Of course, if you're Bob Weinstein claiming that this is footage is completely found and not shot in Vancouver with real actors, you should actually get people who aren't immediately recognizable to dedicated film and TV audiences. British actor Lloyd Owen at least has been obscured by a largely theatrical background, but even he might be remembered as Indy's father in the TV show The Young Indiana Jones Chronicles. Warren Christie however is already becoming a household name thanks to the Syfy original show Alphas and fans of Battlestar Galactica will recognize both him and final star Ryan Robbins from their expansive cast of performers. At least these are quality actors, especially Owen, who is utterly convincing (SPOILER) as both a committed mission commander and an alien-infected madman. (END SPOILER) Christie holds the position of the film's lead and is fairly strong in the right places. He's the one through whose eyes we're seeing the events unfold, and as the film trudges along its nonsensical plot, we can at least appreciate the trials of the men before us. Tacked on, scenes following Robbins as the pilot of the Command Module orbiting the Moon are little more than cuts between short distances of time on the Moon itself.

He's made a SPECIAL friend... inside his helmet...
Another good idea is to remember that you're supposedly dealing with 1970's film footage and to remember the limitations of that. At times the film quality feels too current, spoiling the experience with film that looks too smooth and detailed to be anything resembling old-school technology. While the few special effects do a good job of incorporating themselves into the live action, there are more than a few scenes where director Gonzalo Lopez-Gallego tries to express that things are going wrong by subtly shifting debris in the background of shots. He then realizes this is TOO subtle for most audiences an intentionally brightens small areas to draw our eyes so that we can be surprised by this small movement. It would be clever if it weren't so damned ineffective; the result is neither chilling nor even remotely suspenseful as the smarter people in the audience (what audience there is) quickly grow bored of being told where to look.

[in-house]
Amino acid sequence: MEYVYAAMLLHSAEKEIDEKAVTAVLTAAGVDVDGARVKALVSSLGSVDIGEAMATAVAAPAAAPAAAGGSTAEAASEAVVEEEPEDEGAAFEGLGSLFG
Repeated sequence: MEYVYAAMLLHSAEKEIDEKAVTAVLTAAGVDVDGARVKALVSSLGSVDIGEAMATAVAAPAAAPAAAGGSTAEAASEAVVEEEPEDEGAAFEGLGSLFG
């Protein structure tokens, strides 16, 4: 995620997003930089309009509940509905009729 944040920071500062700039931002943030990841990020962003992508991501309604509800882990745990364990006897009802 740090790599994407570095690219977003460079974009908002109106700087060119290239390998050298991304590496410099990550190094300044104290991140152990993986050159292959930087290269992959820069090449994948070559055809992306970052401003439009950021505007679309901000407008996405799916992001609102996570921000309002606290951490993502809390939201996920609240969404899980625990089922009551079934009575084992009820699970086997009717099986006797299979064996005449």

Dude, maybe you should get that looked at...
Still, the story behind Apollo 18 isn't horrible, only terribly mediocre. Very slow pacing means that a film that clocks in at only an hour and a half feels twice as long, and most of that time spent (especially the first hour) is aimless and wandering to the point of boring. It's the film's last act that does eventually redeem the film, but by then too much time has passed to really care about it. Despite a solid acting core, there's simply no good reason to pay money and see Apollo 18 in theater, especially since even a mediocre box office has already turned it into a financial success. The worst thing I can say about this title is that Apollo 18 didn't need to be a found footage film. While several titles get good mileage from the medium (including 2010's The Last Exorcism), this is a film that does not gain any benefits and even suffers a few setbacks because of how it is shot. The story only superficially uses the material involved, and there's no reason the filmmakers could not have made a straight sci-fi horror film on a small budget and been as successful. Destined to be forgotten, Apollo 18 might be worth stopping to watch it on television or renting on DVD, but only because you won't have recalled how poor it actually is.